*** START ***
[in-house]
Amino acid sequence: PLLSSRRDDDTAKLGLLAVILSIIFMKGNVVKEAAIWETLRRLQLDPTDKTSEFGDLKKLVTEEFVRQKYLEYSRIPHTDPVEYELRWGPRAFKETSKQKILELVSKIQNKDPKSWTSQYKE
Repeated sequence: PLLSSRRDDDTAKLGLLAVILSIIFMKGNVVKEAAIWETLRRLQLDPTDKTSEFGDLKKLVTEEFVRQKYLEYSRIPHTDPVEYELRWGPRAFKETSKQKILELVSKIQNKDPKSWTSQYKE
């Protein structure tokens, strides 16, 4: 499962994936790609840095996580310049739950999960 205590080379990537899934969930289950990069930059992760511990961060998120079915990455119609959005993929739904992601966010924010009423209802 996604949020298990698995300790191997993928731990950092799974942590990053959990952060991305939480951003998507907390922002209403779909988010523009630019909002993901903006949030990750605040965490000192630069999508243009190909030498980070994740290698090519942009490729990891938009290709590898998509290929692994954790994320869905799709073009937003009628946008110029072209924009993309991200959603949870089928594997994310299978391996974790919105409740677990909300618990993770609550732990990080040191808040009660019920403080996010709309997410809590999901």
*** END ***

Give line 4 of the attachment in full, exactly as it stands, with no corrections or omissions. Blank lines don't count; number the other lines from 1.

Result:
């Protein structure tokens, strides 16, 4: 499962994936790609840095996580310049739950999960 205590080379990537899934969930289950990069930059992760511990961060998120079915990455119609959005993929739904992601966010924010009423209802 996604949020298990698995300790191997993928731990950092799974942590990053959990952060991305939480951003998507907390922002209403779909988010523009630019909002993901903006949030990750605040965490000192630069999508243009190909030498980070994740290698090519942009490729990891938009290709590898998509290929692994954790994320869905799709073009937003009628946008110029072209924009993309991200959603949870089928594997994310299978391996974790919105409740677990909300618990993770609550732990990080040191808040009660019920403080996010709309997410809590999901």